While they’ve yet to show up on the beaches of Costa Rica the way that they have in places like Cardiff Reefs in Southern California or Ala Moana on O’ahu, you can be sure they’re on their way. Maybe not quite to the extent that breaks located near highly populated areas have already been experiencing, but they’re coming nonetheless.
“They” are the droves of people who have taken to stand-up paddleboarding over the past 5-10 years. And their arrival onto the scene has generated one of the fiercest ongoing debates taking place in surfing today.
Stand-up paddleboarding has become somewhat of a proverbial 800-pound gorilla in the room that is surfing. Regardless of what side of the line it falls, nearly everyone has an opinion on where and how the SUP should be used and enjoyed. And for a variety of reasons, opinions that are formed about this relatively new way of riding water seem to be strong and backed with passion.
The talking points both for and against SUP’ing are many. However those listed below seem to be among the most common-
Another form of expression: For as long as people have been riding waves, there has been an inherent desire and curiosity to ride boards of all different shapes an sizes. This is part of the SUP appeal; the experience of wave-riding in a new way. In the film “Water Man“, Pipe Master Rob Machado put it this way- “All the different things that people are doing on surfboards is like different artists. That’s surfing to me, riding everything and anything that’s out there”
Waves not required: You can do it in Ohio. You can do it in Russia. You can do it when the ocean is flat. You can do it on lakes….Simply put, you can do it anywhere and it’s available to everyone.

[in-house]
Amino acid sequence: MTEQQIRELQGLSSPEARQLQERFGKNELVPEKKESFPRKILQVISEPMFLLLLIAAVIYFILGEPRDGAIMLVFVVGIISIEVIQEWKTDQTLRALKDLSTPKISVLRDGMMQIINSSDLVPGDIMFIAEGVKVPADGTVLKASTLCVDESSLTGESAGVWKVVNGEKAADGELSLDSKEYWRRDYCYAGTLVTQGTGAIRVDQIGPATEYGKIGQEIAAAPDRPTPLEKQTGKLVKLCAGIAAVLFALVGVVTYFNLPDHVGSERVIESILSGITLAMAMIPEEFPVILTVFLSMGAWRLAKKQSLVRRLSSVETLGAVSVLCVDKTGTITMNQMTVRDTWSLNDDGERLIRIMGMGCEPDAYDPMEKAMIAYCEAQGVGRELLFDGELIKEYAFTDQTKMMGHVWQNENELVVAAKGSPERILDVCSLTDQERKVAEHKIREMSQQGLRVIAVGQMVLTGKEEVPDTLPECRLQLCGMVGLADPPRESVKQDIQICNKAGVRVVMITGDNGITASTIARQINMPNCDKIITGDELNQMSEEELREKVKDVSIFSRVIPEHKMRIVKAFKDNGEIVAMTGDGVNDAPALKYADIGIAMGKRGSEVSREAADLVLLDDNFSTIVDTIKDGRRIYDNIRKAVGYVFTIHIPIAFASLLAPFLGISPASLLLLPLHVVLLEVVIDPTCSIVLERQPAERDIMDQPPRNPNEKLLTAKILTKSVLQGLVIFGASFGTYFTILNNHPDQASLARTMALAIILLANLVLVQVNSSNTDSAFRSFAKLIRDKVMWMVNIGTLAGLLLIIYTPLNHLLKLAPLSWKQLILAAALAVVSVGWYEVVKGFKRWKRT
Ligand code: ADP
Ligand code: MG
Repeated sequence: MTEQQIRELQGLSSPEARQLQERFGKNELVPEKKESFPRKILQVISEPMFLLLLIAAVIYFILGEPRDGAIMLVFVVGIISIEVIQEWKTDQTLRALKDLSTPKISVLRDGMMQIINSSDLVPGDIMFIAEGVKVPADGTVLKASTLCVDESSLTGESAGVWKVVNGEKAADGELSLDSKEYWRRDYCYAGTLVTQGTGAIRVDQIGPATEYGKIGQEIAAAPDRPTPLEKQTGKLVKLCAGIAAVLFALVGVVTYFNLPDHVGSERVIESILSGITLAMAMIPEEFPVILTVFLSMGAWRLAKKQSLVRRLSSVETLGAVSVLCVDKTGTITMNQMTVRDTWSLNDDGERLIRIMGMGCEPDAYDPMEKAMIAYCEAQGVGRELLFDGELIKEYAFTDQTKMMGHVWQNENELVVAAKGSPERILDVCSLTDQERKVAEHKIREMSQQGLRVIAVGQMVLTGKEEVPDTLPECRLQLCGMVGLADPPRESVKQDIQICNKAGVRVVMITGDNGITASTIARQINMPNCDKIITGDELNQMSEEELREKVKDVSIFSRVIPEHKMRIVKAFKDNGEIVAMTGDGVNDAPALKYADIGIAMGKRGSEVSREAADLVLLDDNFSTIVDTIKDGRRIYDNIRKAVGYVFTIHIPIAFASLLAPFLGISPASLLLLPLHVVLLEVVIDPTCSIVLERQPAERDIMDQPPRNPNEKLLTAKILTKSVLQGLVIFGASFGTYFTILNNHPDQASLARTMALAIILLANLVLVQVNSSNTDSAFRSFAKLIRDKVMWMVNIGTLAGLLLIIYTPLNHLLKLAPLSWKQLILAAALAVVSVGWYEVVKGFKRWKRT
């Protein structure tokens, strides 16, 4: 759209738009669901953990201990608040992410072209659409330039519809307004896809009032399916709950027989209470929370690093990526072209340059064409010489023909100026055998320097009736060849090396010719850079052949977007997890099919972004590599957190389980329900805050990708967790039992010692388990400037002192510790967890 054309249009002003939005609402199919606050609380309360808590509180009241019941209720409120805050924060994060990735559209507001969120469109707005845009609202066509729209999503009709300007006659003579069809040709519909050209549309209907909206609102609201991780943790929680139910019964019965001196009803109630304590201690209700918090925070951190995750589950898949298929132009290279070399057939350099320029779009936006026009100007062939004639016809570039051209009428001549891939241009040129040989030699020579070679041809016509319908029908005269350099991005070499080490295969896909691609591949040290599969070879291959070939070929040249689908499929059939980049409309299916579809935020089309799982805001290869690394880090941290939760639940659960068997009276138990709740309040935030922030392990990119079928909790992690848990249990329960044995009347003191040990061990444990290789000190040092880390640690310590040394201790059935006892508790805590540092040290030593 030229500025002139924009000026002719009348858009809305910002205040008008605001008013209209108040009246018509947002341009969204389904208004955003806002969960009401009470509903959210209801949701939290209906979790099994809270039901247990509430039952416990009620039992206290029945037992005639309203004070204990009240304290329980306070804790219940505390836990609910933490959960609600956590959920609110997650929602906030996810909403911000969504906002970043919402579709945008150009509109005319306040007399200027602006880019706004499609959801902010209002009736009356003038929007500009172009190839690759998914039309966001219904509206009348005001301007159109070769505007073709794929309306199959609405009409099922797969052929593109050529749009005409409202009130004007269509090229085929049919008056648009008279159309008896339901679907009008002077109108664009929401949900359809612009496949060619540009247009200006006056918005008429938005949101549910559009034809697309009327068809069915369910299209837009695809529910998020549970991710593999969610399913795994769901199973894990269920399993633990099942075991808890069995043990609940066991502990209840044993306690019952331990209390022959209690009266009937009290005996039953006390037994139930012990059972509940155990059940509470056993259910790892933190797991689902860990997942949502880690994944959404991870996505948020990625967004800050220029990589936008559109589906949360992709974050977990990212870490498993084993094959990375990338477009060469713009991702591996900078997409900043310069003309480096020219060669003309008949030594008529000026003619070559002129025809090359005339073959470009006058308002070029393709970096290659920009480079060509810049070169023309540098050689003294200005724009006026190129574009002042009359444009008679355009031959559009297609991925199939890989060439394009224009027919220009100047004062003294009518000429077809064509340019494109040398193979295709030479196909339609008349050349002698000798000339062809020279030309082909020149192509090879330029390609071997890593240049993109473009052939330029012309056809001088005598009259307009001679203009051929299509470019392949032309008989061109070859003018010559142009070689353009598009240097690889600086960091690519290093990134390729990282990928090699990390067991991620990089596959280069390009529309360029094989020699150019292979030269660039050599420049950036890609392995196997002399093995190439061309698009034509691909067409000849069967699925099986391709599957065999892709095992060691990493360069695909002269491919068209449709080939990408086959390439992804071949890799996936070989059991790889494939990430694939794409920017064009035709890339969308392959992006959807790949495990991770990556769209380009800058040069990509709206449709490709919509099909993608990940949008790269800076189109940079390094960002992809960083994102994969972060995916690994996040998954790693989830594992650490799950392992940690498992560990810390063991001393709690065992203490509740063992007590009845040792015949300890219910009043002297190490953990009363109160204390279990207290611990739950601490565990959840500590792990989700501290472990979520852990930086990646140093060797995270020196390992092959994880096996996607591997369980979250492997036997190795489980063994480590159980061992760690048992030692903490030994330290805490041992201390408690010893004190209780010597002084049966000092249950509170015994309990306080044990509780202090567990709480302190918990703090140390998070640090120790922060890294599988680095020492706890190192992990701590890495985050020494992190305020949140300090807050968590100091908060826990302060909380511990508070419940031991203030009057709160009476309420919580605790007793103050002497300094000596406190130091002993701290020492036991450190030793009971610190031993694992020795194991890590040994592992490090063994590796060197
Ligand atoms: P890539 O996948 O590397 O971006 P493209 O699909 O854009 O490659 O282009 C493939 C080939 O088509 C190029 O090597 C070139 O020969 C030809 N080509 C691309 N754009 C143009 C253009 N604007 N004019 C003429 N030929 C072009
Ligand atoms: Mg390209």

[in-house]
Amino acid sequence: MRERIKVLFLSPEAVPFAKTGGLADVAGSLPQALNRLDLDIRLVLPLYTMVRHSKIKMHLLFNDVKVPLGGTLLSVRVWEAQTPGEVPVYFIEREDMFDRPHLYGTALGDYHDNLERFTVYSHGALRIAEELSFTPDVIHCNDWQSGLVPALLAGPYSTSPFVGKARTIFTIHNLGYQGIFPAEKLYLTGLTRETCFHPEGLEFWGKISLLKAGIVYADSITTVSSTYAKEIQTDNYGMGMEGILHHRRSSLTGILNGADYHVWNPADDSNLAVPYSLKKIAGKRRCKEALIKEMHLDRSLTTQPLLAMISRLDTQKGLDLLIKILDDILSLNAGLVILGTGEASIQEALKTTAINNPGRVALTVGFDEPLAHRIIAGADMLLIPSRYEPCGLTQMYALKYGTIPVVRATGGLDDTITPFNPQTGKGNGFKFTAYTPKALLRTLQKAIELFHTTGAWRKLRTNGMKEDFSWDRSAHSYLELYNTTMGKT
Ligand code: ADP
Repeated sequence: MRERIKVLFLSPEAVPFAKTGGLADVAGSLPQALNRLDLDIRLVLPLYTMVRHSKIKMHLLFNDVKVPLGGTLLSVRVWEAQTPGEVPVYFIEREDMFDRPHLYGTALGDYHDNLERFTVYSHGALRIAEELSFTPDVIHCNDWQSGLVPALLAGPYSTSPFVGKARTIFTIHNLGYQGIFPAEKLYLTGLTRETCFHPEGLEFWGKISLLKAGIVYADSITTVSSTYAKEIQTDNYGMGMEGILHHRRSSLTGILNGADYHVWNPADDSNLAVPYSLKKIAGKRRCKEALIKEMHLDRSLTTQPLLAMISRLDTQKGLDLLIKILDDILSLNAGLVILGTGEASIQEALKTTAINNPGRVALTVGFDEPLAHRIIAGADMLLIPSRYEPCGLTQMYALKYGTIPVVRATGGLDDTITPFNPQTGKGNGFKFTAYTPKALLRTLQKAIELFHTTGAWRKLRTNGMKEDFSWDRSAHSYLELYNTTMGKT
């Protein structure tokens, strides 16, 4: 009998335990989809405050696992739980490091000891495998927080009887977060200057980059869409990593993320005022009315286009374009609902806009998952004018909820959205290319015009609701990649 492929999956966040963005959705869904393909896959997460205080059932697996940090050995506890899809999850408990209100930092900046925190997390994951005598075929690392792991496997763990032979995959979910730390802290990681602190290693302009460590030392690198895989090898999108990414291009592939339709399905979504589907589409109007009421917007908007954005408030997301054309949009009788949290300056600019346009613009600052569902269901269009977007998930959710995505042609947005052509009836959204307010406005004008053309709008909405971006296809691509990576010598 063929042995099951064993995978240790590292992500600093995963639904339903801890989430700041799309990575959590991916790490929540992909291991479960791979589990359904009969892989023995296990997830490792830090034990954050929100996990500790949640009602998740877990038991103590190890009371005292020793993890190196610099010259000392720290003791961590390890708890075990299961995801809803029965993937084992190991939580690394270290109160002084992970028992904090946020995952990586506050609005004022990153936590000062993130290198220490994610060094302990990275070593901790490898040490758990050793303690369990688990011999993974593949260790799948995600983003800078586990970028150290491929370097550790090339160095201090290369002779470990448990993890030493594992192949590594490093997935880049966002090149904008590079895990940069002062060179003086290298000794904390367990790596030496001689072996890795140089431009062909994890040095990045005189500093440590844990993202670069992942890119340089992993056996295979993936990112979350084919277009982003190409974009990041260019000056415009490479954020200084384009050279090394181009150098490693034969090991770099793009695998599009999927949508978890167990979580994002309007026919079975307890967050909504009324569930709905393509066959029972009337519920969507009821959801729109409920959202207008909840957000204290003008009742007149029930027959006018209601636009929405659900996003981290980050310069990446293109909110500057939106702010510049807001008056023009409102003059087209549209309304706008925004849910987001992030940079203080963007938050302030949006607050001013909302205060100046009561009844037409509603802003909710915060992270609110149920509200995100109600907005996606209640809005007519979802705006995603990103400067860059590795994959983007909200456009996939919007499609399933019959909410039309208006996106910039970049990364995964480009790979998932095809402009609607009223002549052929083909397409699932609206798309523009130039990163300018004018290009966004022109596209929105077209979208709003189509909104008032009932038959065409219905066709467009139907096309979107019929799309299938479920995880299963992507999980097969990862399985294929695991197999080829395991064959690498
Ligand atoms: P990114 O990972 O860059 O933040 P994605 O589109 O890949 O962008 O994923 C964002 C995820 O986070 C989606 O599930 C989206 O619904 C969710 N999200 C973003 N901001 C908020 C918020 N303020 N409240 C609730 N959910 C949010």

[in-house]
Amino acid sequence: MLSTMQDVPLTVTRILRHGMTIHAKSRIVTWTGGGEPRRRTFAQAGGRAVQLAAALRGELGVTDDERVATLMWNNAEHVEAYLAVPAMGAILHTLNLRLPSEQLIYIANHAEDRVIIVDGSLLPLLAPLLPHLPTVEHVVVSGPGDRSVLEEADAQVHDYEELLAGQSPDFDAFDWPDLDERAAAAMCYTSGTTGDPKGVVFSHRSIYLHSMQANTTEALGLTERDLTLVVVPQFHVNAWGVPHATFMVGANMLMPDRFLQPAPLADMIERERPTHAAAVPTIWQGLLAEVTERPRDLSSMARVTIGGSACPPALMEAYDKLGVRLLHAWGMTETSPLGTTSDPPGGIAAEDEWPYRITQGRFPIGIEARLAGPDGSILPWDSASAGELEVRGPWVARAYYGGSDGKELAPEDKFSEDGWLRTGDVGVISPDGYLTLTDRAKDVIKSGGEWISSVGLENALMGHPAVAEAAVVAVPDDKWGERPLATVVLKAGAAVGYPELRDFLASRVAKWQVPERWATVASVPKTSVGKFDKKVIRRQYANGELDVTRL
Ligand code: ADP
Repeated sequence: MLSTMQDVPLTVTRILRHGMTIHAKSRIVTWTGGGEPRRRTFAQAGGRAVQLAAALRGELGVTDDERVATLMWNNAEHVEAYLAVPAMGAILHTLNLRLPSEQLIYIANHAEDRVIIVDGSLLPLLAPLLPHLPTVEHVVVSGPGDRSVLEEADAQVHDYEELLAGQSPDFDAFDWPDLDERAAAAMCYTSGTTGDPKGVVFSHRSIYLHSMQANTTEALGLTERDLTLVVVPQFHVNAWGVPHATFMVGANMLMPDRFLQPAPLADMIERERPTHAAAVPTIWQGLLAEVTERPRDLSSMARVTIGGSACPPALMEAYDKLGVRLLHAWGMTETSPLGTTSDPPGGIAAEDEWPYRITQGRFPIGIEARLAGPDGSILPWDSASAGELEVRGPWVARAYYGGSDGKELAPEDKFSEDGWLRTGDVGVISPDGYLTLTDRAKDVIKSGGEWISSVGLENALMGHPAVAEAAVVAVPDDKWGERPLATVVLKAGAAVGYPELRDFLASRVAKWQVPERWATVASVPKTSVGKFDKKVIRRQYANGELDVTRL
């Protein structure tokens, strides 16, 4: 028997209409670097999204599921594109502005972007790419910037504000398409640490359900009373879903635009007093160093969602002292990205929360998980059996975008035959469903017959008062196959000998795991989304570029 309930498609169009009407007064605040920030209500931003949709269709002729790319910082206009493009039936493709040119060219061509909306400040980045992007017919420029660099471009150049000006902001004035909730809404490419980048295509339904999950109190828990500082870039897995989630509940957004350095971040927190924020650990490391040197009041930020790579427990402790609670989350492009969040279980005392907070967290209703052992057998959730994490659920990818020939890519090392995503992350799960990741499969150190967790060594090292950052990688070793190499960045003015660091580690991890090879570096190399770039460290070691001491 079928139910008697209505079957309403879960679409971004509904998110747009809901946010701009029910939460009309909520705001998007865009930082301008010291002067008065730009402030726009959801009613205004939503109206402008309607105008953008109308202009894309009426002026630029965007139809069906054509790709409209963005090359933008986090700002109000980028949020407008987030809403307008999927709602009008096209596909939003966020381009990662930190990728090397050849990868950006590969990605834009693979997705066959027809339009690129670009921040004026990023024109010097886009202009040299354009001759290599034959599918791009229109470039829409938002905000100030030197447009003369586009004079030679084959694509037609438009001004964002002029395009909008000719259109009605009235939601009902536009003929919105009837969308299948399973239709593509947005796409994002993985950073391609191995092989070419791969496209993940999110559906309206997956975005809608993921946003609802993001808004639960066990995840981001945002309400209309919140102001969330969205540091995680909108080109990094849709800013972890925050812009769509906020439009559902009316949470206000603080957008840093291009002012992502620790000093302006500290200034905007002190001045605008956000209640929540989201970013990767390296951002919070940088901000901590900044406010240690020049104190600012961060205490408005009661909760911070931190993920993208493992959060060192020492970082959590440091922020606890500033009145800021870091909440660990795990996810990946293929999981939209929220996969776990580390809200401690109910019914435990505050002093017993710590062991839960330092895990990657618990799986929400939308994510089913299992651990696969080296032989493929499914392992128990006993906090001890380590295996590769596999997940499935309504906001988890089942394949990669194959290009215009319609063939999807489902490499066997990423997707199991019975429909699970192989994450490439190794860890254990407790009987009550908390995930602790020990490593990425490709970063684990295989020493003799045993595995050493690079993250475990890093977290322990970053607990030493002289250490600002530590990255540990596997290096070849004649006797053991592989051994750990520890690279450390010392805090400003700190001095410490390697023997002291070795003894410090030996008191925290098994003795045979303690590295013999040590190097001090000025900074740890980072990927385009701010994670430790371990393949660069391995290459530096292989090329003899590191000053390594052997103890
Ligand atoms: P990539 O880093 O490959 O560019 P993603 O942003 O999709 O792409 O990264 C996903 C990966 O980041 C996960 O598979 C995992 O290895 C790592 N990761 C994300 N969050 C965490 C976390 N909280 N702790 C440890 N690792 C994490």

The Old Man and the Sea: After getting caught inside and receiving a brutal beatdown at Laniakea on the North Shore this past winter, my 59 yr. old father went in to get his shoulder checked because it felt weak and his ability to paddle had diminished. The doctor’s response after examining the MRI went a little like this- “Well, it looks like it’s time for you to take up stand-up paddleboarding.” For those who have reached the point where duck-diving and busting through closeout sets have become too much of a physical challenge, riding a SUP can be a welcome alternative that isn’t quite as hard on your body.
It’s like playing chicken with a rhinoceros: Question- What’s 10-12 ft. long, 2-3 ft. wide, weighs 20-30 lbs. and comes flying toward your face backed by a wall of water? Answer- Go to any break frequented by stand-up paddleboarders and you’ll find out very quickly. SUPs are big…really big. Having a stand-up paddleboard barrel toward you sans operator will put the fear of god in you very quickly, and that’s something nobody wants to deal with when heading out for a session.
Wave-poaching: For those who get easily frustrated by longboarders that sit way outside and pick off wave after wave like it’s going out of style, wait until you have a handful of SUPs in the line-up. How do you paddle-battle someone who has an actual paddle in their hand?
No room at the Inn: Line-ups worldwide are crowded enough as is. Now, the same people who cut their teeth by riding a SUP on lakes in Wisconsin and Winnipeg are naturally going to want to try it in the ocean. The continued rise of stand-up paddleboarding will eventually mean SUPs in places all across Central America and other relatively uncrowded surf havens. Ask yourself- Does your favorite wave in Costa Rica need more people on it?
For every Bonga Perkins, Garrett McNamara and Laird there’s an aggro-Joe and clueless-Clifford that give stand-up paddleboarders a bad name. This isn’t exactly unique to stand-up paddleboarding, it’s just that the consequences are much more critical when you’re dealing with planks of that size.
I’m curious to see where some of you stand, especially those who have had specific experiences or run-ins with stand-up paddleboarders. And if you do stand-up paddleboard, here’s a chance to enlighten those who don’t.